Nikki


Marathons: 0

Parkrun PB: 21:44


Nicola is always secreatly training for something like a triathon or Ride London or who knows?

She came up to London to support me and gave me a big boost when I saw her jumping up and down shouting my name.
















Scott 


Marathons: 0

Parkrun PB: 22:40


The man, the legend! He rarely missed a run with Team Monica. He did his first ever runs over 20k with us and he told us after, never complained. Amazing running! After all the training, he is considering his first official half marathon race, The Fox (oh dear..)!






Wendy


Marathons: lots (TBC)

Parkrun PB: 22:24


Everyone knows how Wendy likes her hot chocolate, with cream and marshmallows! She took part in most of my long runs and she ran Boston Marathon one week before my marathon!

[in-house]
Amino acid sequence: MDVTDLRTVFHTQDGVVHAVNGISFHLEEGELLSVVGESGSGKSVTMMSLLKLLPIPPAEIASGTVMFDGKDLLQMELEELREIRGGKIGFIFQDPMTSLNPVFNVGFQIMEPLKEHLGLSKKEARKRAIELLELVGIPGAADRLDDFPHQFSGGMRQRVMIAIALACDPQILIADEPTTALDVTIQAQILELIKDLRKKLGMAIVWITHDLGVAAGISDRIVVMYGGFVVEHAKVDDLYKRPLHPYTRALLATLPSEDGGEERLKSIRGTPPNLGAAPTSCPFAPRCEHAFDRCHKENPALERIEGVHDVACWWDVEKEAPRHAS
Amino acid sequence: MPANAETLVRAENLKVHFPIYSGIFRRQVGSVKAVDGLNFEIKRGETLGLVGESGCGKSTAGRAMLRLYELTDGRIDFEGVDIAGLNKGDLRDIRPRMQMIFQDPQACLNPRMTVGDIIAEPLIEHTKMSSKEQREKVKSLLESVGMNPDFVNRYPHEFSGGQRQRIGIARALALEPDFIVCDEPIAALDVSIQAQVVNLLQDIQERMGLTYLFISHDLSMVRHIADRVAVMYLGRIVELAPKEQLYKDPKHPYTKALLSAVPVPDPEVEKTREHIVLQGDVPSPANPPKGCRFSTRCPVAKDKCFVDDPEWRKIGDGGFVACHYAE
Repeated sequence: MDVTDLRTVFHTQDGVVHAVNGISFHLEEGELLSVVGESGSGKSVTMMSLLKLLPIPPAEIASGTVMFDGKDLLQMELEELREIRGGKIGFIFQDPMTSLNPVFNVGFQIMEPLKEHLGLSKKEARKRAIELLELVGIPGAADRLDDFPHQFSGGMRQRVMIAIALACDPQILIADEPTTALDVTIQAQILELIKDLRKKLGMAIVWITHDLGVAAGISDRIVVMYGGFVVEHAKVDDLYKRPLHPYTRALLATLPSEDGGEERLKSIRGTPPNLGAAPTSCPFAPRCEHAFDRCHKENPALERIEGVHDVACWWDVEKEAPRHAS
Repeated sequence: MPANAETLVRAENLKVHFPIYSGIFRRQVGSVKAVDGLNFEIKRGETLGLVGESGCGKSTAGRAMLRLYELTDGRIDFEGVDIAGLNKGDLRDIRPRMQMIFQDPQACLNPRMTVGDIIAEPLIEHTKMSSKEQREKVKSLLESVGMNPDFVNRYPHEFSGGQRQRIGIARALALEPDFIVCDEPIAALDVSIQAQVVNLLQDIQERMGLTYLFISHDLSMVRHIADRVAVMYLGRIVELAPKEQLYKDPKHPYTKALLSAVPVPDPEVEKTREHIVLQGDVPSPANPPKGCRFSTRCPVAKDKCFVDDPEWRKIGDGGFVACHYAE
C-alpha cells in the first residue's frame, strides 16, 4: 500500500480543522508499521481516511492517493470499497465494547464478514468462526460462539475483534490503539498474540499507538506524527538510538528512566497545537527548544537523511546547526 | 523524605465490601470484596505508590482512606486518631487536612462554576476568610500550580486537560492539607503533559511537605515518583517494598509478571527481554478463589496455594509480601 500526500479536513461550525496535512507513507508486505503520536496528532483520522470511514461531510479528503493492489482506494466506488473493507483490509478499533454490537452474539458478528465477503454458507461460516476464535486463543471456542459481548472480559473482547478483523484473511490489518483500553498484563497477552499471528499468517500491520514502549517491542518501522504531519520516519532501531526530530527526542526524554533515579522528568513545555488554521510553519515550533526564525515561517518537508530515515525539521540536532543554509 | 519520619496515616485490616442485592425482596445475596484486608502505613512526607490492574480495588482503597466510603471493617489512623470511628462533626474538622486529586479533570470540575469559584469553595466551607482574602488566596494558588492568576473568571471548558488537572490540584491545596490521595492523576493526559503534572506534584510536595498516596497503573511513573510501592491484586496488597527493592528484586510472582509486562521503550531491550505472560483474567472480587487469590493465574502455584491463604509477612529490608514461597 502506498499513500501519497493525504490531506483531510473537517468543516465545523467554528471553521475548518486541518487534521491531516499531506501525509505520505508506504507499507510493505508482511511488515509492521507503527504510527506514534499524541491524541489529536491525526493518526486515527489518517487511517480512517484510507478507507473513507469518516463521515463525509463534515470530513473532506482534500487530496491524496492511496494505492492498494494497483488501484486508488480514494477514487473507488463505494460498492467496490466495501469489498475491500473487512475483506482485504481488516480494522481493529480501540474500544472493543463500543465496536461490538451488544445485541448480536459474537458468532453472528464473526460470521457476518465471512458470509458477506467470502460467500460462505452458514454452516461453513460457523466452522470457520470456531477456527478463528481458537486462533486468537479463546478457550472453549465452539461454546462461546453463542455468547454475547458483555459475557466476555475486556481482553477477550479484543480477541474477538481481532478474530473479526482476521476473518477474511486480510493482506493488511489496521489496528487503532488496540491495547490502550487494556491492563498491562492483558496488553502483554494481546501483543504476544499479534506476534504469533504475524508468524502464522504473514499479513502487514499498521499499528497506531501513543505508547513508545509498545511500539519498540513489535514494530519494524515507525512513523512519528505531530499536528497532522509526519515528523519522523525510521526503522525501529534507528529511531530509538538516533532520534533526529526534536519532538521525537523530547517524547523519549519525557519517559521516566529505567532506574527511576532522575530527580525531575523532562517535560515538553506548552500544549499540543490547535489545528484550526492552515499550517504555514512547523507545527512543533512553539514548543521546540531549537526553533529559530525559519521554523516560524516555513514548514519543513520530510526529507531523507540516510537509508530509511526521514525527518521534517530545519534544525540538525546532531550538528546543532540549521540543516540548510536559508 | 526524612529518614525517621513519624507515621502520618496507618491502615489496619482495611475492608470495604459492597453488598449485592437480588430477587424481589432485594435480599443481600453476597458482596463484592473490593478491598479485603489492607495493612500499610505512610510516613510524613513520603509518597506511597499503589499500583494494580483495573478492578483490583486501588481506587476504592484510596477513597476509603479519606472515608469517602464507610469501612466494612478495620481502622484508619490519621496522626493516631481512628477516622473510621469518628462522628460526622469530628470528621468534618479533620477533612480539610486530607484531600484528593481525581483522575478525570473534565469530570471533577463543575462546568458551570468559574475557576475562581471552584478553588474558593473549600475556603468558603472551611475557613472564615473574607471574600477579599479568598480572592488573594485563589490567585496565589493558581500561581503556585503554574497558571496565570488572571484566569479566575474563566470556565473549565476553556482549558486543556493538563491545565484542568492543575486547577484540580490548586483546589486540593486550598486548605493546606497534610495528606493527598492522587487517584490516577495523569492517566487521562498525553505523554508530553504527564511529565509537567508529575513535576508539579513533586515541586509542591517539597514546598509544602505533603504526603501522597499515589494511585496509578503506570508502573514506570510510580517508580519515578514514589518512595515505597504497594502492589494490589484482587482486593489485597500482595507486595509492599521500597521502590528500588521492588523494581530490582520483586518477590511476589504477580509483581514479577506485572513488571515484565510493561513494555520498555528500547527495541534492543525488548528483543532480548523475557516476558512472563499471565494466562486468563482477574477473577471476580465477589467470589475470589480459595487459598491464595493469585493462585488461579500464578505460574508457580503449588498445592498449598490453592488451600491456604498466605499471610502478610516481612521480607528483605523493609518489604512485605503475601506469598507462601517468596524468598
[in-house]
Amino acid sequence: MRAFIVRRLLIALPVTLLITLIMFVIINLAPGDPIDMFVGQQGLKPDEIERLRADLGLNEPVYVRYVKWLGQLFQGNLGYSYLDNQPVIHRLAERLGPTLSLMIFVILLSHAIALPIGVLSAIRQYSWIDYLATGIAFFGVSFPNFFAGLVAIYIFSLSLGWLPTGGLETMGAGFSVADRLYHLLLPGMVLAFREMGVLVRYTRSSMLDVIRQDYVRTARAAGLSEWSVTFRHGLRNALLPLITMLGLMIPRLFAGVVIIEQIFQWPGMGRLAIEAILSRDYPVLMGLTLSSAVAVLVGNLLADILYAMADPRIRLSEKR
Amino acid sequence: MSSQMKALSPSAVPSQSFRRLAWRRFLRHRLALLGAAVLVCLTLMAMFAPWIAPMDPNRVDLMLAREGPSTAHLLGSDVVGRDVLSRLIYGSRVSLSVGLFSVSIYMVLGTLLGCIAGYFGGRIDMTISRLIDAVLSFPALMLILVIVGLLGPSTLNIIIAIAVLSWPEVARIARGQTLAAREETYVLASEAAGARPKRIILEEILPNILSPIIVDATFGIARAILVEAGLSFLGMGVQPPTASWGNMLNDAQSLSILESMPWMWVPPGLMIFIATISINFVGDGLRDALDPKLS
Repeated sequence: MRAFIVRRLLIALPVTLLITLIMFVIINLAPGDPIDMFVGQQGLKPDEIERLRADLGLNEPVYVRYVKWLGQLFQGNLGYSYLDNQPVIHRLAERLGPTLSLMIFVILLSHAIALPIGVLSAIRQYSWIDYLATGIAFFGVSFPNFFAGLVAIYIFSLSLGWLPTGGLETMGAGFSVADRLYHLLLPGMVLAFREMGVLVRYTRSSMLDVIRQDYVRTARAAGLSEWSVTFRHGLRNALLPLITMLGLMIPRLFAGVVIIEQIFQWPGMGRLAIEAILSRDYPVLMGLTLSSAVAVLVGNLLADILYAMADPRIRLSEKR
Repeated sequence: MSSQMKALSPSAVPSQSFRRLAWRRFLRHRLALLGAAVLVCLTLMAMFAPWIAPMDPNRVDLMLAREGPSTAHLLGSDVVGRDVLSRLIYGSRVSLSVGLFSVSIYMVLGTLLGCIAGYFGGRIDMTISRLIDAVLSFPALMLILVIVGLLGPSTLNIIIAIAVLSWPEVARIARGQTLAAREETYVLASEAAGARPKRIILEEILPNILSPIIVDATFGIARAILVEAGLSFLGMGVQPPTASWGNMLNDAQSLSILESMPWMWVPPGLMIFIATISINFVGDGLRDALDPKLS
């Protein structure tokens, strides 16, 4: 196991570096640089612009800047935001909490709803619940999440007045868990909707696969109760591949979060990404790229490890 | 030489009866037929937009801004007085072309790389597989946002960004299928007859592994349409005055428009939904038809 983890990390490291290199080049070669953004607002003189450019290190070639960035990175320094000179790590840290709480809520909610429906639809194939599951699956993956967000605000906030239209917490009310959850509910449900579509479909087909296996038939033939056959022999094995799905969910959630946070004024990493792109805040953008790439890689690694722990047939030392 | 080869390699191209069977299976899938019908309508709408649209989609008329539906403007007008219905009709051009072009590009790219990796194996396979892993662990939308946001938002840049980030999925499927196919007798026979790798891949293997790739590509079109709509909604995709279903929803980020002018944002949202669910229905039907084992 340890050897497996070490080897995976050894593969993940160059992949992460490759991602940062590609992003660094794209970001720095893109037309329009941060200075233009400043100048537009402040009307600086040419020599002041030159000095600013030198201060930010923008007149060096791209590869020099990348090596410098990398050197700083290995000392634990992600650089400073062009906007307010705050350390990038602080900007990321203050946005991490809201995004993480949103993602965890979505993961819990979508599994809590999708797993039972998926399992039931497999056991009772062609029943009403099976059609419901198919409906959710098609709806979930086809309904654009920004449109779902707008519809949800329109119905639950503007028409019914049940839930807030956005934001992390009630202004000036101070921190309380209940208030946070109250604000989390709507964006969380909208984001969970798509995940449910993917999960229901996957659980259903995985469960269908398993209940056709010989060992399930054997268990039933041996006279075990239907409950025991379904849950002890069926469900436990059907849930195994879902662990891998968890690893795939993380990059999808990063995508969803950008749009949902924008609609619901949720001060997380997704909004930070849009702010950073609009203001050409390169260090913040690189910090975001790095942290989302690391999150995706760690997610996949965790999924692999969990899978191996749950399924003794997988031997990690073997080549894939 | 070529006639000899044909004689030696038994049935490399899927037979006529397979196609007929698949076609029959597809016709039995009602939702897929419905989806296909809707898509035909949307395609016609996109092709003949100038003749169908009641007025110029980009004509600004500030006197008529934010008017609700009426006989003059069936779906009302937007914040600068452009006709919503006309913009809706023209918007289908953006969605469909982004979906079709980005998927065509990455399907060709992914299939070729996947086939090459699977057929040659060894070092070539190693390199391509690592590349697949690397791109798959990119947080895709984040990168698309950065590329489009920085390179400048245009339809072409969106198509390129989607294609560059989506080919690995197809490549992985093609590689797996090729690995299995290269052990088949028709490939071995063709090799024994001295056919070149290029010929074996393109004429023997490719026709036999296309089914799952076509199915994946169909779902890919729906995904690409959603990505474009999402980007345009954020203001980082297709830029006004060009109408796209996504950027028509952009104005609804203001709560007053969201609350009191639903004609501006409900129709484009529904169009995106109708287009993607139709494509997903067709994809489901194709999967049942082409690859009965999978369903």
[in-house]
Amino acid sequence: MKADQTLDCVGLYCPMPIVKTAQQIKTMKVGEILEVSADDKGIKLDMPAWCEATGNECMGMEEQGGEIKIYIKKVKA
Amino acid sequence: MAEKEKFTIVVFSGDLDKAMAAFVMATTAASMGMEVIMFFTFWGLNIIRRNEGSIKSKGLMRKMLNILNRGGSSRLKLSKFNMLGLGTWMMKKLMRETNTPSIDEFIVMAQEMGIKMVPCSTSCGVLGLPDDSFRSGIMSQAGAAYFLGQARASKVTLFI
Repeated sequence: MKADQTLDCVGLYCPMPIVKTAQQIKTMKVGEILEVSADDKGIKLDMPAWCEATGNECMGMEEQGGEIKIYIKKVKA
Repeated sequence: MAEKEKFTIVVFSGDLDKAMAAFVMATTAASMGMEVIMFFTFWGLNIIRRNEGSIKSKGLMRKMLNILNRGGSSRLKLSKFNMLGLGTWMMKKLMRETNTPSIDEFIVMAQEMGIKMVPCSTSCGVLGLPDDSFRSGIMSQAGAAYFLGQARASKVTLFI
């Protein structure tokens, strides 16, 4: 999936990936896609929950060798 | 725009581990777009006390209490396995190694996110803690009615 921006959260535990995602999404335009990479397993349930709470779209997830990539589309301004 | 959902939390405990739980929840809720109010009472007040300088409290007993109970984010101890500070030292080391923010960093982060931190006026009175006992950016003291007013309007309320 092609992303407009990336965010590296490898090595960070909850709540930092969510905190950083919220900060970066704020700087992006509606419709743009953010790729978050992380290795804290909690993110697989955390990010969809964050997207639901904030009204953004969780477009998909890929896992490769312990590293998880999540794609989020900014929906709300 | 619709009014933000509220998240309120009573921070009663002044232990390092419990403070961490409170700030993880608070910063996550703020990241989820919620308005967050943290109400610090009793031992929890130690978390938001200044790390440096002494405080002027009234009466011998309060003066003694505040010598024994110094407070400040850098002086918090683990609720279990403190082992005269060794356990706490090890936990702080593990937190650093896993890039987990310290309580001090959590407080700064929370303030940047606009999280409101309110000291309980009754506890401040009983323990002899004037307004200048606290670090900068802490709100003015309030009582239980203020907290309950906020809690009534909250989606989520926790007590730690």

The Expo


Things were getting real!


I went to Excel in London on Thursday to collect my race number and my t-shirt.

The event is huge, as you can imagine. Every single runner, and I heard that this year were 50,000 runners, had to come here between Wednesday and Saturday afternoon to collect their bibs.


The first part of the expo felt like Primark in the sales. Lots of branded sport clothes everywhere were waiting for people to buy at a reduced price.


I didn't buy anything, my heart wasn't in it.

I was actually very nervous. It was the first time when nerves got to me.

All the dark thoughts kicked in.

Will I be able to finish this marathon?

Am I ready?

Will I get that medal?


I decided this is a Sunday problem and went to collect my t-shirt taking some cool photos on the way.


I was relieved to get out of there, too many people under the same roof, just 66 hours before the marathon! Did people already forget about Covid?





Being at Victoria Dock, we transformed into tourists and took the cable car over the river.